“There’s a couple different tiered systems we have. One would be a full bespoke, where a client gets to book an appointment, come into the space where we sit down and discuss the shoe they want to create. They get to pick everything from the material for every panel, to the design, to the thread color. So that would be the most expensive option. Then there is an online order where clients either see something they like and they’ll say, ‘Can you make this?’ If we can, we will, or we book a phone call where I get to go over the shoe they want and the materials. [Also] now you can buy stuff off the website and we also do custom releases, where we’ll release a custom shoe once a month.”

His team:

“[On my team there are] four people, including me. I’m normally working on five to ten pairs a day, and a variety of different jobs. It can take anywhere from 24 hours to 40 hours [to customize one pair of sneakers].”


On how he learned his skills:

“I taught myself most of what I know. I did a little bit of apprenticeship in shoe repair, which doesn’t really translate in shoe-making—it’s more of fixing and repairing. Then I took a [one-]week traditional shoe-making class in Acton, Oregon. They didn’t do sneakers and they didn’t know how to deconstruct shoes but I took this class and I still have the original pair I designed from scratch. [My teacher] was nice enough to try to help teach me, even though he didn’t have any background in sneakers. The pair was pretty bad, so it was still a lot of trial and error.”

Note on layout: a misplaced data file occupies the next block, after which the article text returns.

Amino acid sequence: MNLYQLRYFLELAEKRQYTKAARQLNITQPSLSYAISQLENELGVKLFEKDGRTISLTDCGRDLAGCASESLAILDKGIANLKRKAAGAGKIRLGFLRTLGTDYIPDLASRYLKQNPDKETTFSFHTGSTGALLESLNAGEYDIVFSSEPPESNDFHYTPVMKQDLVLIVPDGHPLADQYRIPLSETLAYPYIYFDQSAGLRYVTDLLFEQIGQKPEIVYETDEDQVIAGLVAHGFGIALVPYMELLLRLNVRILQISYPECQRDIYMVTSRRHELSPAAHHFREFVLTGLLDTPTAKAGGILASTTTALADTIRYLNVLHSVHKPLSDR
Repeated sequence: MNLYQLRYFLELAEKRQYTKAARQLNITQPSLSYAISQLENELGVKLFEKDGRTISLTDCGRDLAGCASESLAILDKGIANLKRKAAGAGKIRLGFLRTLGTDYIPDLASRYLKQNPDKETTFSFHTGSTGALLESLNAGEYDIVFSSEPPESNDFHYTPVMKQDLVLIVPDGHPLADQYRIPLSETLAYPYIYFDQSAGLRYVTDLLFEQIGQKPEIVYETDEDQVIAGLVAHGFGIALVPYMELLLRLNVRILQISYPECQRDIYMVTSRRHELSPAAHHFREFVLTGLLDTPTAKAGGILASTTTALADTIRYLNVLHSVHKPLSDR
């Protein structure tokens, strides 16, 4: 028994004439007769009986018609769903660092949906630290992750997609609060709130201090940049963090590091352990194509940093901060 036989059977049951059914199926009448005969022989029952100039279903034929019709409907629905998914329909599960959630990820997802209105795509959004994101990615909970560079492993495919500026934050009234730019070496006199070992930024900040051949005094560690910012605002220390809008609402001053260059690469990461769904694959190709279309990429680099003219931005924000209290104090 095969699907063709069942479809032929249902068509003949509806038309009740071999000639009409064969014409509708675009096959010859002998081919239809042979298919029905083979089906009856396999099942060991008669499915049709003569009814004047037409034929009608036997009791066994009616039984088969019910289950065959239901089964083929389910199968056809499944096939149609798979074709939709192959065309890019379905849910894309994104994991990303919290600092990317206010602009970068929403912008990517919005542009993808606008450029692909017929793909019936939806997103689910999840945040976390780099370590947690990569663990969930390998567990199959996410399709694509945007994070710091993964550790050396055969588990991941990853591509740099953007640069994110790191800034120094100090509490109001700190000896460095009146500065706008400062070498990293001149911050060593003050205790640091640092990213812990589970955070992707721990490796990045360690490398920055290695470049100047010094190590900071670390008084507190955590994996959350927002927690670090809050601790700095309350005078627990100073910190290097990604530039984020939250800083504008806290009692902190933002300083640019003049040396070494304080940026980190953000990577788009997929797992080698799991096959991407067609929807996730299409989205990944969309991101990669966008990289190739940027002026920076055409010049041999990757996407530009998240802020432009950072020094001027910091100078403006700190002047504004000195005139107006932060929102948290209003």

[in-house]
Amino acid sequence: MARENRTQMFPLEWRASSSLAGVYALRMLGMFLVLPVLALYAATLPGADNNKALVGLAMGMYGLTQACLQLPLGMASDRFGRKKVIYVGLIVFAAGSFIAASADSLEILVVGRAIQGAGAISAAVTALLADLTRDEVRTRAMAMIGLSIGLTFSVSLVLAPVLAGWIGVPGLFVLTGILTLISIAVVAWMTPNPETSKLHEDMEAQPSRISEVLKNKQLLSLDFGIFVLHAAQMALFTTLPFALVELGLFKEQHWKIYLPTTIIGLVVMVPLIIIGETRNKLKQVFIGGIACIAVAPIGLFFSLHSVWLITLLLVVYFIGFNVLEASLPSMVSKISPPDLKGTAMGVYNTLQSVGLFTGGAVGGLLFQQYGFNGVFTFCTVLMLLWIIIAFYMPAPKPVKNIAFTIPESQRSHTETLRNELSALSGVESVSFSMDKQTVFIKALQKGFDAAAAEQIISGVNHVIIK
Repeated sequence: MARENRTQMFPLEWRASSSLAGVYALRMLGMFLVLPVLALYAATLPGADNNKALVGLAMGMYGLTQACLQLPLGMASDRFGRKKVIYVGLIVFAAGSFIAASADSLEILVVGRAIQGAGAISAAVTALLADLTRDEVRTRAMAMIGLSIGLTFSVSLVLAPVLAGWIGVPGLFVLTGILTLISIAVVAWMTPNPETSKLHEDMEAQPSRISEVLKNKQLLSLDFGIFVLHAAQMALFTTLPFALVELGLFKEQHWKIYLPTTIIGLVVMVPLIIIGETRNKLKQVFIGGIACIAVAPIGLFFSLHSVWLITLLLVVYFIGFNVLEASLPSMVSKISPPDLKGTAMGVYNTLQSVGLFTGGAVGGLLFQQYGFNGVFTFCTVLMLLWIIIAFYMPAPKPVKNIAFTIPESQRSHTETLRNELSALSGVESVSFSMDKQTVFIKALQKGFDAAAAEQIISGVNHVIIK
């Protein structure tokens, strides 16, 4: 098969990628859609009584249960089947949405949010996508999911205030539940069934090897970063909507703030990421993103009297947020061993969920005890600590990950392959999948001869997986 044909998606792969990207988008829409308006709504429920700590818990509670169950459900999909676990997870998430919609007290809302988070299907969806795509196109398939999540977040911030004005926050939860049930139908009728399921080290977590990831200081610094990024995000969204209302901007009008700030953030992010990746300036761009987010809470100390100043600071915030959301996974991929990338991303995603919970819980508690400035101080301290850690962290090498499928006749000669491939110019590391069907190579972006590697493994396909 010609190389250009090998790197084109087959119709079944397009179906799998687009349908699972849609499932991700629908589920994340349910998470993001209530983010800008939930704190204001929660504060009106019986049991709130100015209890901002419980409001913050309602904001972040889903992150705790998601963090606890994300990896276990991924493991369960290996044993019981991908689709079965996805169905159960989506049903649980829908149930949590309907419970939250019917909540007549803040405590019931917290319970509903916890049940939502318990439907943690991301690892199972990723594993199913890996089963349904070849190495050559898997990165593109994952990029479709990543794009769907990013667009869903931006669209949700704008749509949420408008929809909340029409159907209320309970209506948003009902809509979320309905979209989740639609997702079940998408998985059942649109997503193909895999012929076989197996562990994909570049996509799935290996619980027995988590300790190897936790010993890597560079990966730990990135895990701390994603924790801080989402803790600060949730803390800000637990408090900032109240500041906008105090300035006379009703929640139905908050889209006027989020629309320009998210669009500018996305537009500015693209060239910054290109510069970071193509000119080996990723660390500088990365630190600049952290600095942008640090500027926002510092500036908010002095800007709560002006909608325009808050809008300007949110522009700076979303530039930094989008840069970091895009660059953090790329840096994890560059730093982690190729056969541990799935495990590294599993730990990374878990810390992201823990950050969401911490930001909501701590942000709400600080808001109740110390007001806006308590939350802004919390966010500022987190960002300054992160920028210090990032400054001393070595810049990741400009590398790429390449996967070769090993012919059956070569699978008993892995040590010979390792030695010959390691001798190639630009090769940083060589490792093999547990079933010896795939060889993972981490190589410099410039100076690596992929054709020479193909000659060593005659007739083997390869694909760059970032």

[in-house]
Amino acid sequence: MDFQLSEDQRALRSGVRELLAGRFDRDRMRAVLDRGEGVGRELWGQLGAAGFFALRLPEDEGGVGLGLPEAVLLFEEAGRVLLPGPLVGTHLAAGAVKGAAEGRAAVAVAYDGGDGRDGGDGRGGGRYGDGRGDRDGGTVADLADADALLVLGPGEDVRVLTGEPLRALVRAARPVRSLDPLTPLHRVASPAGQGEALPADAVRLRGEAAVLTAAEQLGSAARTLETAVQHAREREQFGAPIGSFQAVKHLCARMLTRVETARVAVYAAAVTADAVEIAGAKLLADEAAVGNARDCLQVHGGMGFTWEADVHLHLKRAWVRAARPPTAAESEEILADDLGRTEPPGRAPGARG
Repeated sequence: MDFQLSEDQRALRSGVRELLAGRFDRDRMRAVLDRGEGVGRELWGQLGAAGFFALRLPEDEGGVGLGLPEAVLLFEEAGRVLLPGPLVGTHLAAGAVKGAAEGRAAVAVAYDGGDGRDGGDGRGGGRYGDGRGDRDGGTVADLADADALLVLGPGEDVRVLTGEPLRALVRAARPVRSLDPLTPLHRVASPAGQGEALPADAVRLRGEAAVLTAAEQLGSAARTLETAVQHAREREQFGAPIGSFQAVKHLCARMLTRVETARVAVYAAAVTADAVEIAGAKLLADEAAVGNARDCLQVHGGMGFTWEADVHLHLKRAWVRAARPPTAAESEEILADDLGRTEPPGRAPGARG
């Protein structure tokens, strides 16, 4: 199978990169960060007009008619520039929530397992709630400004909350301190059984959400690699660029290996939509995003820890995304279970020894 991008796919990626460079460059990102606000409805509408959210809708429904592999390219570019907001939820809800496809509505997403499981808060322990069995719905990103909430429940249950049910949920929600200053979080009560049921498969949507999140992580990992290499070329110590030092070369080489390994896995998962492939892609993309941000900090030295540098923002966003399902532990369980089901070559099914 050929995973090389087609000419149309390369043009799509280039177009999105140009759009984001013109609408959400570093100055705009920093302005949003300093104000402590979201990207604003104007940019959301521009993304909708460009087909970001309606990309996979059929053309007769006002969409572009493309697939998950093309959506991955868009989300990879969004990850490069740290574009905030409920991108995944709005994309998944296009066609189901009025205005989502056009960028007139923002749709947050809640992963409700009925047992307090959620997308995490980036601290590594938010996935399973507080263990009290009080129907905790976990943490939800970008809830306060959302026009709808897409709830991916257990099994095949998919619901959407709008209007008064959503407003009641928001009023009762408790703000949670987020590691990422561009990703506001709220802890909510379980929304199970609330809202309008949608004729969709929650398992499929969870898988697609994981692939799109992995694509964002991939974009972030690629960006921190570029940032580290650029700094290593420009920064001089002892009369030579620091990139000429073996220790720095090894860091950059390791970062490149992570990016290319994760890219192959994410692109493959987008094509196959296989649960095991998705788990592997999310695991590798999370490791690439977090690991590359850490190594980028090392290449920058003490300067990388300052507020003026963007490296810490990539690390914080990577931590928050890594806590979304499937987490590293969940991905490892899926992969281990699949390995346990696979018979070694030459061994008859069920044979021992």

On The Shoe Surgeon Sneaker School:

“The first one was in Brooklyn, at a shoemaker’s shared space. Then the second one was held was in downtown L.A. at Relativity School. We’re gonna be doing some in Philly. It’s a five-day intensive class on deconstruction and reconstruction, mixed with traditional shoe-making.”


His thoughts on how the sneaker industry has changed:

“It’s becoming an even bigger business; a lot of independents are jumping on and making sneakers. Even shoemakers that never really cared about sneakers, they see what’s happening and now they’re like, ‘Oh, I can make sneakers.’ It’s definitely changing—I guess you can say for the better. That’s why I teach the classes as well. If I can teach students something that took me 15 years, in a day class, I think it would help boost makers in the US as well as just the whole sneaker industry and production in America.”

The most memorable shoes he customized: